Thursday, October 29, 2009

Blue on Blue: Part 6(c)

Please read Parts 6(a) and 6(b) before reading this commentary.

A tribute to Second Lieutenant Daryl Loh
8 February 1981 to 26 February 2001

Every Singapore Armed Forces (SAF) training casualty touches the hearts of many Singaporeans beyond the immediate family members of the fallen warrior.

Singapore's tiny size, high population density and the acceptance of National Service (NS) as part of life in Singapore mean that the pain felt by the next-of-kin is a shared burden. Many Singaporean households have family members who had served NS and these households feel the sense of loss along with families whose loved ones died while in uniform.

The Singapore Ministry of Defence (MINDEF) has never shared the full extent of training casualties in the SAF.

But that should not stop us from appreciating and embracing every casualty as a citizen who died defending the very freedom we all enjoy and sometimes take for granted.

The dry-as-dust MINDEF news releases on SAF training accidents and the aversion of the Public Affairs Department (PAFF) to media coverage of such situations seldom allow fellow Singaporeans to appreciate this fact.

The Loh family has very kindly shared pictures of their late son, Second Lieutenant Daryl Loh, so you'll see him as a naval officer and a son, brother, friend and comrade who paid the ultimate price serving the SAF.

Daryl (seated, third from right, jersey No.1) with the Raffles Institution softball team. His leadership potential was apparent during his school days. He was captain of the team. The boys in this picture would be around 29 years old today, some quite likely married with children.

 Daryl as a midshipman with RSS Endurance, a Republic of Singapore Navy (RSN) tank landing ship.

2LT Daryl with his hard-earned "bar". It's a proud moment for any SAF officer. He won the Sword of Merit during his MIDS course. Daryl's father tells me that Daryl never got to see this photo as it was given to the family on the day of the funeral.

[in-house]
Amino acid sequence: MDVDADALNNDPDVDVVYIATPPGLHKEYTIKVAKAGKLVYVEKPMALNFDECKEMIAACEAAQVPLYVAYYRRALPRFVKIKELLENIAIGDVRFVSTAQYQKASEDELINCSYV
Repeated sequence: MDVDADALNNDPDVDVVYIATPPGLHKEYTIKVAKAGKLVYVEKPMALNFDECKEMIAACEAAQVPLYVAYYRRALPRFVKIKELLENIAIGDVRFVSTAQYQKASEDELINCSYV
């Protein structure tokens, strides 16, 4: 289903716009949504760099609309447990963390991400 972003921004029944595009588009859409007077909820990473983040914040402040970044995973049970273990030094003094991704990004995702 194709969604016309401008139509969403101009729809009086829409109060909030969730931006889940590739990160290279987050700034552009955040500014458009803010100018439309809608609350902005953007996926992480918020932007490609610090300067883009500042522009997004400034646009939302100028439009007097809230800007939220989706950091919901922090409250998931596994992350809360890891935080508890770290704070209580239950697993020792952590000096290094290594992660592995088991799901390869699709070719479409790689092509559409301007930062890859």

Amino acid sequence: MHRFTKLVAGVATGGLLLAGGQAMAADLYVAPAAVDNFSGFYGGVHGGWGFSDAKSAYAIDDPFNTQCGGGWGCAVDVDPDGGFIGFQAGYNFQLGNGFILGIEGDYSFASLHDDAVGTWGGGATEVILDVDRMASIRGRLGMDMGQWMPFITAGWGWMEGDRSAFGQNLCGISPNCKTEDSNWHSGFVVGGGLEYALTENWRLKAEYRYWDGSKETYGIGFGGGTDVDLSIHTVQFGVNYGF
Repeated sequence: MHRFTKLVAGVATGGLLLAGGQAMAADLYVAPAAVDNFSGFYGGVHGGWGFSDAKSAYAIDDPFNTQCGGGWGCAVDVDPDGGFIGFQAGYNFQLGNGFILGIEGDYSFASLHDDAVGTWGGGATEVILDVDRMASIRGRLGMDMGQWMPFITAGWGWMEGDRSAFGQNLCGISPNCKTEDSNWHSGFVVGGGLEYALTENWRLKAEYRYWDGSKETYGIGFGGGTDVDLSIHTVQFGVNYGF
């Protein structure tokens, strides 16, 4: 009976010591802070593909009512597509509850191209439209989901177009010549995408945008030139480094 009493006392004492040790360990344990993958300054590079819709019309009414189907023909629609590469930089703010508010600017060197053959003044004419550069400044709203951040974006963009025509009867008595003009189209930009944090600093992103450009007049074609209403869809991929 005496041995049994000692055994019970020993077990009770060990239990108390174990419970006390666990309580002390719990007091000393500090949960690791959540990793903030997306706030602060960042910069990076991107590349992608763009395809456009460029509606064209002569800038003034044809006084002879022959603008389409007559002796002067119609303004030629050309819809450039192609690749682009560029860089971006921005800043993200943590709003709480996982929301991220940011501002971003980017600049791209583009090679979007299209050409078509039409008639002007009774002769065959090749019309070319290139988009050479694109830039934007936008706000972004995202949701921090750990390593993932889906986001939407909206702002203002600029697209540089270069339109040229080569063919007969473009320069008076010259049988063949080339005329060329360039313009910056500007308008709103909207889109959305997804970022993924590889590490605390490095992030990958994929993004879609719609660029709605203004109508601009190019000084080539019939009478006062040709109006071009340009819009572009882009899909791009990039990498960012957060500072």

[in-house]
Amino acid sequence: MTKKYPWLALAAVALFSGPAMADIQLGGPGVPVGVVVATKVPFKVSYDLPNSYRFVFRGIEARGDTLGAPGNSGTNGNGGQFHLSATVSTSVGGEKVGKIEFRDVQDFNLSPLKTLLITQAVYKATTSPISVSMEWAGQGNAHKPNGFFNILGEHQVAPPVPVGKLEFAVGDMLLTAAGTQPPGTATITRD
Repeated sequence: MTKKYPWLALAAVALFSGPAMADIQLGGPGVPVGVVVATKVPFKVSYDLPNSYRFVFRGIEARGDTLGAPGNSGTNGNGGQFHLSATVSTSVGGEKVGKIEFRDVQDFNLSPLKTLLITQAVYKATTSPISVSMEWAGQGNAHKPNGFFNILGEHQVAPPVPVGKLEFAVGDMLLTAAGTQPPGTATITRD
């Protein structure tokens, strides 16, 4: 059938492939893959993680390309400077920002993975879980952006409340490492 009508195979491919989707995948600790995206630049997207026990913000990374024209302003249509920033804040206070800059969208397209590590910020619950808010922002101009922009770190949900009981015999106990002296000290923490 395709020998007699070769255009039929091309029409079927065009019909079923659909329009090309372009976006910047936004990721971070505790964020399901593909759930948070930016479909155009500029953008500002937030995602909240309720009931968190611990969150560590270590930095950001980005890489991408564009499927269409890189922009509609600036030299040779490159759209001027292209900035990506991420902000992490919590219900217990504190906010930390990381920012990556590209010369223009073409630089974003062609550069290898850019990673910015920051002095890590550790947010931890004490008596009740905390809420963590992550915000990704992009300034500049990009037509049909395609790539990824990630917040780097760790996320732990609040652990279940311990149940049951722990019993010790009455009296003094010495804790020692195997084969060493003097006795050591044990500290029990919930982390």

2LT Daryl's funeral was held on 2 March 2001. His coffin sits atop a 25-pounder gun. The RSN mounted an honour guard to send off one of its own. Daryl's brother, Clarence, holds his portrait. Clarence was so affected by the loss of his brother he stayed away from home for four months because going home brought back sad memories of his only brother. When Clarence enlisted for National Service that same year, the RSN brought Clarence into the Navy Family so it could look after him.
I find the sense of responsibility displayed by senior RSN commanders at the time very heartwarming.

This is what journalists mean when they use the phrase "there wasn't a dry eye in the room".

Former RSN Chief of Navy, Rear Admiral Lui Tuck Yew, presents the Singapore flag and 2LT Loh's peak cap to Lawrence Loh, Daryl's father. The Loh family have said RADM Lui's support was exemplary.

No amount of training in a staff college or public relations grooming can prepare senior officers for that golden moment when they will meet the next-of-kin, in the presence of their grief-stricken troops, and must demonstrate the presence of mind to say something meaningful without breaking down.

In my opinion, senior commanders may show they are moved by the moment but must maintain their composure at all cost.

In emotional situations like this, people look up to senior SAF commanders for firm leadership, guidance and moral support. This is when outstanding officers distinguish themselves from the mediocre.


goat89 said...

The then Former RSN Chief of Navy, Rear Admiral Lui Tuck Yew's support for Second Lieutenant Daryl Loh, RSN, is indeed examplary. I thank him for that. I would also offer me and my family's, rather late, condolences to the father, Lawrence Loh. We are so sorry.

FIVE-TWO said...

I would like to expand the scope of thinking to those PR now serving. Not being full citizens, it will be even harder for their family to accept such fatalities.

David, the piece your just wrote reads like a celebration of Daryl, his life and his achievements, short as they may be.

Perhaps this is the approach in helping MINDEF come out and face the matter. Realistic training must always carry some level of risks and we as a people have by and large accepted it, although blatant negligence is unacceptable, we all need to learn from the tragic incidents. For those of us remaining we can at least for a brief while celebrate the lives and sacrifices of our unfortunate comrades, rather than ignore or pretend it never happened.